Since the start the web anonymity has been quite a hot controversy in social media world.
On one hand, everyone has the right to remain anonymous online to avoid personal attacks.
On the other hand, social media networks have been trying to promote “real” connections which resulted in many of them forcing “real name” policy on their users.
Let’s see what the “real name” policy is these days:
1. Facebook: “Authentic” Names
Facebook terms of service go into much detail explaining their “real name” policy noting that “the name you use should be the name your friends call you in real life“.
On October 1 2014, Chris Cox, Chief Product Officer of Facebook, also clarified:
Our policy has never been to require everyone on Facebook to use their legal name. The spirit of our policy is that everyone on Facebook uses the authentic name they use in real life…
We believe this is the right policy for Facebook for two reasons. First, it’s part of what made Facebook special in the first place, by differentiating the service from the rest of the Internet where pseudonymity, anonymity, or often random names were the social norm…
Their identification tools don’t seem to allow much freedom though because in order to confirm your identity, you are required to provide a photo IDs and you may not have one for the name your friends are using in real life…
2. LinkedIn: “True” Names
Due to its professional nature, LinkedIn requires “true” names without clarifying what that means but noting that “pseudonyms, business names, associations, groups, email addresses, or other characters” are not allowed.
If you are one of multiple people using your professional pseudonym when registering a professional account at Linkedin, you may be in trouble. Here’s a very well-written, very well-grounded case by someone who is forced to be using their real name on Linkedin.
The real issue is the personal safety of various categories of users, for making your name known can have serious – and even lethal – consequences in certain cases.
Think of political antagonists using the Internet to democratically criticize an oppressive regime; think of secular minorities living in countries with a mandatory State religion; think of social activists fighting an unjust establishment; think of people of ethnic origins operating in racist societies. Think, since we are on this website, of people discriminated against for their sexuality.
3. Quora: Use Your Legal Name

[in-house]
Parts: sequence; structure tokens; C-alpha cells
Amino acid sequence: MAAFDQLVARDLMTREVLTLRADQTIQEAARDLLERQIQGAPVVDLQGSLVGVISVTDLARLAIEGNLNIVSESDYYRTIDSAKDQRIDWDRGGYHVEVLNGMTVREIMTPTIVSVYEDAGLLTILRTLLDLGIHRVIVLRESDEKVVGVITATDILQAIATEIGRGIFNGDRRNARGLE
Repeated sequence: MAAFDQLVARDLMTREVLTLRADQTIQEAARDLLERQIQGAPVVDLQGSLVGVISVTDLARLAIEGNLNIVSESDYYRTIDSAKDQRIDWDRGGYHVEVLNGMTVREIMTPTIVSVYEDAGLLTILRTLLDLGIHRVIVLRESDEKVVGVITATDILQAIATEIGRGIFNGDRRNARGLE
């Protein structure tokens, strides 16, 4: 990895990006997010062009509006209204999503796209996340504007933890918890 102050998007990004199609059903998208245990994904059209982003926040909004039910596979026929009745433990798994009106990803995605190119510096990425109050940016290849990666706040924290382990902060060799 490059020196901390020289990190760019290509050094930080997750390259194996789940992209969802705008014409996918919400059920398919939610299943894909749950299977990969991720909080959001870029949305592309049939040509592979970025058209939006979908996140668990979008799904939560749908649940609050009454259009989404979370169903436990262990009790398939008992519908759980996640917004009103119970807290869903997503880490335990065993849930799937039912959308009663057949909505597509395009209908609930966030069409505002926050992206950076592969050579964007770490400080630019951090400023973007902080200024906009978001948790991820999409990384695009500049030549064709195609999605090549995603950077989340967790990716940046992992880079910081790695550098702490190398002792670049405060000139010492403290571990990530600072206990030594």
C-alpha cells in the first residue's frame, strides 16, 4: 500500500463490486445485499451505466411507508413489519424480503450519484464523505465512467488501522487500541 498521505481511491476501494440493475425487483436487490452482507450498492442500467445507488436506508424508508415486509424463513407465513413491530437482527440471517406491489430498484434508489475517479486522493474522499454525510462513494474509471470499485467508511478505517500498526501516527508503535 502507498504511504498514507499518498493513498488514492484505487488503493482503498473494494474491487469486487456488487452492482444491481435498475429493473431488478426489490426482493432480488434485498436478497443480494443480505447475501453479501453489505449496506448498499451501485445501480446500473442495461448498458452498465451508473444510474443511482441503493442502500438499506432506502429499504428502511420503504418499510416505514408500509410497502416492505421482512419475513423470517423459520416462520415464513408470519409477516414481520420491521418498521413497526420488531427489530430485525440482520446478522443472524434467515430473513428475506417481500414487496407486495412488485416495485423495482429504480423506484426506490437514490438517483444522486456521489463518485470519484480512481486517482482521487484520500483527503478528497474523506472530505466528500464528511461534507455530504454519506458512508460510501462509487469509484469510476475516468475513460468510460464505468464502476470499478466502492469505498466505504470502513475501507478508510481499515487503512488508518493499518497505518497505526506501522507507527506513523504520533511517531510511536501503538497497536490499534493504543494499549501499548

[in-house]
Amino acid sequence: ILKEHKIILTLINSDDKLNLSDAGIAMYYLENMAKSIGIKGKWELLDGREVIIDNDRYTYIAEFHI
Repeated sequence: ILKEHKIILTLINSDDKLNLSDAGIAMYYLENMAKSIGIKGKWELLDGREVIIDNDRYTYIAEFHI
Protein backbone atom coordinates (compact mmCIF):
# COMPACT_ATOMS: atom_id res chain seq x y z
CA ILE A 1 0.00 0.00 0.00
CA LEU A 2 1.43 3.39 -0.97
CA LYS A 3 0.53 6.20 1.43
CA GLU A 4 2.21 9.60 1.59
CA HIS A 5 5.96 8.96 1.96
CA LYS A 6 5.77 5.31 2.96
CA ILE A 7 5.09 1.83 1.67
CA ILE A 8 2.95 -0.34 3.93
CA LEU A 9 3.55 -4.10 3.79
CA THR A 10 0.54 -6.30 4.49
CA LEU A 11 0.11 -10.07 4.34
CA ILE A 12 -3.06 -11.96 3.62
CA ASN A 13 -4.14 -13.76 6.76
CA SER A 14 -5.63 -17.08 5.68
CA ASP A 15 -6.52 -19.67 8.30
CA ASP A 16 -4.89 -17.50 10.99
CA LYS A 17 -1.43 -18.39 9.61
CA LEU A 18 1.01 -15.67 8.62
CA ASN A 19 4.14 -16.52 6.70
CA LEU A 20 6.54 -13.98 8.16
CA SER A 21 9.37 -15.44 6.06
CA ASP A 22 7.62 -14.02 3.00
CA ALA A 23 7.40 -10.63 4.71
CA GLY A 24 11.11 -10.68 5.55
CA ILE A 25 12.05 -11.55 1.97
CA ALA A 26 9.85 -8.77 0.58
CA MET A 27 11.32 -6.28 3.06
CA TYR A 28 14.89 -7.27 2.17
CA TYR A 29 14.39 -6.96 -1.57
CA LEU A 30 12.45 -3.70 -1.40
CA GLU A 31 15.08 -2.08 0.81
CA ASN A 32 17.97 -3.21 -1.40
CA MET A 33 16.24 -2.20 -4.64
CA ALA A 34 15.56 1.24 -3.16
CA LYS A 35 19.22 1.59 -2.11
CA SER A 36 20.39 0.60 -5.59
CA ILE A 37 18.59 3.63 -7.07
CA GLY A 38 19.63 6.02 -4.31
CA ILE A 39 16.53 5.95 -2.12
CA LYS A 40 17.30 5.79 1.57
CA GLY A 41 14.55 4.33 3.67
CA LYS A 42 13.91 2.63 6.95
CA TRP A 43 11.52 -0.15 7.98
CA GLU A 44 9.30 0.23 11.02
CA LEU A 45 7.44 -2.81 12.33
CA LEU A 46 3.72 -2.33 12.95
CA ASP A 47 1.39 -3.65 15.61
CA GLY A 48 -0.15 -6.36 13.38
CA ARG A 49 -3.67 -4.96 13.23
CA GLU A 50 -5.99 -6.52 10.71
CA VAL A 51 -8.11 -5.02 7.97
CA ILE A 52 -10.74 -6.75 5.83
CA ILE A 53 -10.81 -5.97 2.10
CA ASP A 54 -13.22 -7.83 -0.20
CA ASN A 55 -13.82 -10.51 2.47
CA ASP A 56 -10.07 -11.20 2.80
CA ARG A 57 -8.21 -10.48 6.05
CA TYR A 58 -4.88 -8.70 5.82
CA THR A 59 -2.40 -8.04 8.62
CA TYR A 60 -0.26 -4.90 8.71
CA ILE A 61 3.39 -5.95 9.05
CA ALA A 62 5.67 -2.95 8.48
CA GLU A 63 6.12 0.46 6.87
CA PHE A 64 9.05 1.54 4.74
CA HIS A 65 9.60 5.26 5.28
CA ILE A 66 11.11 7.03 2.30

Founded by former Facebook employees, Quora is making the same mistake Facebook started with, the only difference being Quora has never tried correcting it standing firmly by their questionable decision.
Quora requires a “real full name” and explains that one should stand by their answers and the best way to do that is to use their real names. In case you are reported for not using your real name, you have to provide your ID which means you have to use your legal name.
They do have “reply anonymously” option to help those who don’t want their names to be associated with certain answers, but it’s not helpful to those who want to use their well-known monikers they use elsewhere.
While they say that they make exceptions sometimes, Quora real name policy is the major reason of its strongest users’ unhappiness (warning: NSFW language in that one)
It is still hilarious to find such an adamant policy enforcers on the Internet, and it makes me wonder how Quora managed to put a bunch of lunatics to frame a policy on the Internet that forces users to reveal their identities.
While it sounds like LinkedIn, there is a marginal difference between the two networks. The former network requires such a deep level of credibility to enhance one’s network and still they never want to screw your name and they clearly don’t enforce it on you. The latter is just a Q/A network with a great user base. Somehow, they manage to mess everyone (except JJ Abrams and Soleio) with a naming policy.
4. Google Plus: No Restrictions Any More
In an obvious effort to profile the web, Google started Google Plus with a very strict real name policy which ended up in lots of controversies.
The policy didn’t work for Google Plus well, especially when they started aggressively integrating it into Youtube (where few people use real names).
On July 15, 2014 it was announced that there were absolutely no restrictions as to what name you should use when registering an account at Google Plus.
What are your thoughts about social media real name policies? Share your thoughts!
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